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Cornelius Van Vorst, ca.1620; 
Jersey City Free Public Library; Grover Cleveland Political Cartoon; 
Grover Cleveland Birthplace Historical Site Collection Peter Lee, former slave, ca.1880; 
Hoboken Historical Photographs Collection; Farm Map of Hillsboro, Somerset County, 1860; 
Historical Maps of New Jersey Collection; Bathing Beauties, 1890-1930; 
American Labor Museum/Botto House National Landmark Collection; Flag Salute, 1950; 
Seabrook Farms Collection;

Government and the Consumer
In 1935, the average expenditure per person in the United States was $1273. Food accounted for more than one-third of total spending, making it the largest component of spending by 1996-97, it had dropped to about 16%. Housing accounted for about one-third of consumer spending in 1935; it has risen to almost 40%. It is the only area where the percentage of consumer spending has increased. The prevalent attitude in 1935 was that what the individual did not have, they did not need. Choices for the consumer were very limited. In 1931, the Retail Dry Goods Association chose manila brown, cricket green, rubystone red, and admiralty blue as the color dyes available for retail clothing manufactures to use. Colors were coordinated with the Associated Dress Industries of America. Color standardization was seen as a way to reduce waste. Style arbitrators chose colors to run in cycles - first blue, then green, gray, beige, red, and brown. In 1929, Earnest Calkins, an advertising executive said " Those who are subjected to this control of taste and judgment, which to many would seem probably intolerable, are still the defenders of the mythical individualism which is supposed to govern American life."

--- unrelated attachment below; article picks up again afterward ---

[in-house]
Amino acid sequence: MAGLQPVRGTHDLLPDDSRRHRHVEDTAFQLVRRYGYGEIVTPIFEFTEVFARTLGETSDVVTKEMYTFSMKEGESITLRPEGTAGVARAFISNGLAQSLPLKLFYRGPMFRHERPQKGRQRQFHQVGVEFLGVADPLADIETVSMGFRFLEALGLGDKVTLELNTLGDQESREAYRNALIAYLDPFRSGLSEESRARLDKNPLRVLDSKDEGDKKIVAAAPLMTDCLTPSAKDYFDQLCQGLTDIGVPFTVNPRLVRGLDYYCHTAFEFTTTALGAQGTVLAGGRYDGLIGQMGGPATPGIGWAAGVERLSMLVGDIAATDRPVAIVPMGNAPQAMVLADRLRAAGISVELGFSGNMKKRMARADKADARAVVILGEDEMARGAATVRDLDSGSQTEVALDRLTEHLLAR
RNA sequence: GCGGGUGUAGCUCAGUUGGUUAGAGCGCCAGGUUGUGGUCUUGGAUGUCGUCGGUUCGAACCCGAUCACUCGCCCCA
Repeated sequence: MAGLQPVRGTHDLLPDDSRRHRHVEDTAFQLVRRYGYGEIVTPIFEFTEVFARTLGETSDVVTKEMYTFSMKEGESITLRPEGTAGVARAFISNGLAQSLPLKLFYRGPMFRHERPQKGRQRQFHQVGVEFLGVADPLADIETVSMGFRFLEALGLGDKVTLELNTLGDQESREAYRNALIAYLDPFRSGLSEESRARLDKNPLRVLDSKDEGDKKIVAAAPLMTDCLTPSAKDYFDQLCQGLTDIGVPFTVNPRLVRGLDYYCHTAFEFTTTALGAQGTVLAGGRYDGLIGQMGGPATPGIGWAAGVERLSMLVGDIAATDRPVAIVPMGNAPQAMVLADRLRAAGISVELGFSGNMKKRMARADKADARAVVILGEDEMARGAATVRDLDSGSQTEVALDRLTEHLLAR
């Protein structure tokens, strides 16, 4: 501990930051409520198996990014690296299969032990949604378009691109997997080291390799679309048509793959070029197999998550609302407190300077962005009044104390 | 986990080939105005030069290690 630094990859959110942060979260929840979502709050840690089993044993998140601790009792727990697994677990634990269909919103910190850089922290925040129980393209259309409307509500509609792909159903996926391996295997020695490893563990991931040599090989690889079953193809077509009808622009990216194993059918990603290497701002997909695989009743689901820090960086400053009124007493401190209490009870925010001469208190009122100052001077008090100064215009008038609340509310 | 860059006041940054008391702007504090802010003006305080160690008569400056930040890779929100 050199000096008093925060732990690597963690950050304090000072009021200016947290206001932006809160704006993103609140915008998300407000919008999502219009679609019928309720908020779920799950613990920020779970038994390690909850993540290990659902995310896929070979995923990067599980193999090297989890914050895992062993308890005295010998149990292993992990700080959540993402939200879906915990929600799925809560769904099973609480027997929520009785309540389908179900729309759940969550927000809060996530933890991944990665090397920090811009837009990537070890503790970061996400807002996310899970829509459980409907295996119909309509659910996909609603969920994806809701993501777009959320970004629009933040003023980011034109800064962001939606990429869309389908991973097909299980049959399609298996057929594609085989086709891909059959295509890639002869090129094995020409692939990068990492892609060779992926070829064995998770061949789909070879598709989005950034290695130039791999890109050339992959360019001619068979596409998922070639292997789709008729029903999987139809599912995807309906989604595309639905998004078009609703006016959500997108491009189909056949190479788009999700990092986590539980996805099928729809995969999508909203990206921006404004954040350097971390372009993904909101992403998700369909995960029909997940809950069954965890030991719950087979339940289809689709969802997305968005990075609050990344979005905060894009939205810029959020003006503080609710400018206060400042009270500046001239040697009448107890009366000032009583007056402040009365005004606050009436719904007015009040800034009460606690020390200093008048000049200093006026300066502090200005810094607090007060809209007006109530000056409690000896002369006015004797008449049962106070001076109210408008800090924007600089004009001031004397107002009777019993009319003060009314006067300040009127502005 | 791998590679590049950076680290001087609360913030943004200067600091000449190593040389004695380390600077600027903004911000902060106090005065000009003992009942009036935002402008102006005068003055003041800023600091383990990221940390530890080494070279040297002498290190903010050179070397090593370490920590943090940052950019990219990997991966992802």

Average consumption selected time periods ( In thousands) 1935 -1936 1996-1997
Current consumption $1273 $28,935
Food 428 4681
Housing 411 10741
Apparel and service 133 1518
Transportation 118 6306
Health care 56 1638
Entertainment 42 1709
Personal care 26 418
Tobacco 24 259
Alcoholic beverages - 292
Education 13 406
Reading 14 159
Other items 8 808
What trends do you note about consumption? Also can you explain the increases in specific product areas?
Click on this link to look at the New Jersey Consumer Protection agency
Respond to the Following Questions
Now more than ever, Americans seem to be greatly influenced by brand names and logos. If an item does not have the right logo, nothing else seems to matter. In your opinion, why is this so? Do you choose items based on brand names? How do certain brands become the "in" style? Does this way of buying limit our choices as consumers and cause us to spend more?
Activity
Survey the class to develop a list of brand names. List reasons for the popularity of these brands and discuss the idea that consumers are more influenced by cultural values or mores than quality or practicality.
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